An A-Team is a system of autonomous agents and the common memory. Each agent possesses some problem-solving skills and the memory contains a population of problem solutions. Cyclically solutions are being sent from the common memory to agents and from agents back to the common memory. Agents cooperate through selecting and modifying these solutions according to the user-defined strategy referred to as the working strategy. The modifications can be constructive or destructive. An attempt to improve a solution can be successful or unsuccessful. Agents can work asynchronously (each at its own speed) and in parallel. The A-Team working strategy includes a set of rules for agent communication, selection of solution to be improved and management of the population of solutions which are kept in the common memory. In this paper influence of different strategies on A-Team performance is investigated. To implement various strategies the A-Team platform called JABAT has been used. Different working strategies with respect to selecting solutions to be improved by the A-Team members and replacing the solutions stored in the common memory by the improved ones are studied. To evaluate typical working strategies the computational experiment has been carried out using several benchmark data sets. The experiment shows that designing effective working strategy can considerably improve the performance of the A-Team system.
Dariusz Barbucha, Ireneusz Czarnowski, Piotr Jędrzejowicz, Ewa Ratajczak-Ropel, Iza Wierzbowska

Incremental Declarative Process Mining

Business organizations achieve their mission by performing a number of processes. These span from simple sequences of actions to complex structured sets of activities with complex interrelation among them. The field of Business Processes Management studies how to describe, analyze, preserve and improve processes. In particular the subfield of Process Mining aims at inferring a model of the processes from logs (i.e. the collected records of performed activities). Moreover, processes can change over time to reflect mutated conditions, therefore it is often necessary to update the model. We call this activity Incremental Process Mining. To solve this problem, we modify the process mining system DPML to obtain IPM (Incremental Process Miner), which employs a subset of the \(\mathcal{S}\)CIFF language to represent models and adopts techniques developed in Inductive Logic Programming to perform theory revision. The experimental results show that is more convenient to revise a theory rather than learning a new one from scratch.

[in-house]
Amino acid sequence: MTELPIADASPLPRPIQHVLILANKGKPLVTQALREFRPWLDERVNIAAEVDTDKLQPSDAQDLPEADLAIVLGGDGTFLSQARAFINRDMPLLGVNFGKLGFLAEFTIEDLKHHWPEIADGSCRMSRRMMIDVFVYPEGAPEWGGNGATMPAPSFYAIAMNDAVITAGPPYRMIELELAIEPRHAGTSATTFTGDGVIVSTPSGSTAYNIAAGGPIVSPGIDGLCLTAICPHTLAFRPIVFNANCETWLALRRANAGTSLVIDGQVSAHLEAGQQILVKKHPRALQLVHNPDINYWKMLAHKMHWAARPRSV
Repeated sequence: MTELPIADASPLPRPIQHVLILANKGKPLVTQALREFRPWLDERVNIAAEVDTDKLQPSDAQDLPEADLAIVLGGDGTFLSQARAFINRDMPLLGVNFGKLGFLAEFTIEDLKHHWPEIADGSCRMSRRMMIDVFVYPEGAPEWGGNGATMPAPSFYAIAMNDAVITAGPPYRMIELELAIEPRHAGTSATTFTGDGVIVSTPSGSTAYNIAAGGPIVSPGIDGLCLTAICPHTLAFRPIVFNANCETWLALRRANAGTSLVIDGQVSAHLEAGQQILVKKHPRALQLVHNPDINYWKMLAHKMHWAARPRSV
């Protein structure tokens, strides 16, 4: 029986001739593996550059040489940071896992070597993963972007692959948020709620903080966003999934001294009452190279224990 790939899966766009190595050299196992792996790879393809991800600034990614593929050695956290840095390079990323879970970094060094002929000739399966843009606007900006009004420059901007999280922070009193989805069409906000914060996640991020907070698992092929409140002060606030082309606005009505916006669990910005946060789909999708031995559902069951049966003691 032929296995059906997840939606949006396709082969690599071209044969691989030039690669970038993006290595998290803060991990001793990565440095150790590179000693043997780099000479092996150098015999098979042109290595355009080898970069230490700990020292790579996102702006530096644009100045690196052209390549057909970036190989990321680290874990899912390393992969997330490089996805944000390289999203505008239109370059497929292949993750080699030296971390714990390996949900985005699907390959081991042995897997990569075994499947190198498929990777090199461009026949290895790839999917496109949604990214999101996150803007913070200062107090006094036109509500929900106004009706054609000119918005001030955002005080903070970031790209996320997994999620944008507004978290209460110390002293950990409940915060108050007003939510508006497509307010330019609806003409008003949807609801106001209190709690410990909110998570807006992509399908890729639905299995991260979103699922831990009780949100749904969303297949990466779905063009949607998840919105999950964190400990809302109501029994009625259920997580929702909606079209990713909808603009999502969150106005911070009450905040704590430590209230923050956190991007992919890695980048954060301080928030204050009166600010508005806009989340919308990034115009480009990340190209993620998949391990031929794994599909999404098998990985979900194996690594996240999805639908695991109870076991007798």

Massimiliano Cattafi, Evelina Lamma, Fabrizio Riguzzi, Sergio Storari

A Survey on Recommender Systems for News Data

The advent of online newspapers broadened the diversity of available news’ sources. As the volume of news grows, so does the need for tools which act as filters, delivering only information that can be considered relevant to the reader. Recommender systems can be used in the organization of news, easing reading and navigation through newspapers. Employing the users’ history on items consumption, user profiles or other source of knowledge, these systems can personalize the user experience, reducing the information overload we currently face. This chapter presents these recommender filters, explaining their particularities and applications in the news’ domain.
Hugo L. Borges, Ana C. Lorena

Negotiation Strategies with Incomplete Information and Social and Cognitive System for Intelligent Human-Agent Interaction

Finding the adequate (win-win solutions for both parties) negotiation strategy with incomplete information for autonomous agents, even in one-toone negotiation, is a complex problem. Elsewhere, negotiation behaviors, in which the characters such as conciliatory, neutral, or aggressive define a ‘psychological’ aspect of the negotiator personality, play an important role. More, learning in negotiation is fundamental for understanding human behaviors as well as for developing new solution concepts of teaching methodologies of negotiation strategies (skills). First part of this Chapter aims to develop negotiation strategies for autonomous agents with incomplete information, where negotiation behaviors, based on time-dependent behaviors, are suggested to be used in combination (inspired from empirical human negotiation research). The suggested combination of behaviors allows agents to improve the negotiation process in terms of agent utilities, round number to reach an agreement, and percentage of agreements. Second part of this Chapter aims to develop a SOcial and COgnitive SYStem (SOCOSYS) for learning negotiation strategies from interaction (human-agent or agent-agent), where the characters conciliatory, neutral, or aggressive, are suggested to be integrated in negotiation behaviors (inspired from research works aiming to analyze human behavior and those on social negotiation psychology). The suggested strategy displays the ability to provide agents, through a basic buying strategy, with a first intelligence level, with SOCOSYS to learn from interaction (human-agent or agent-agent).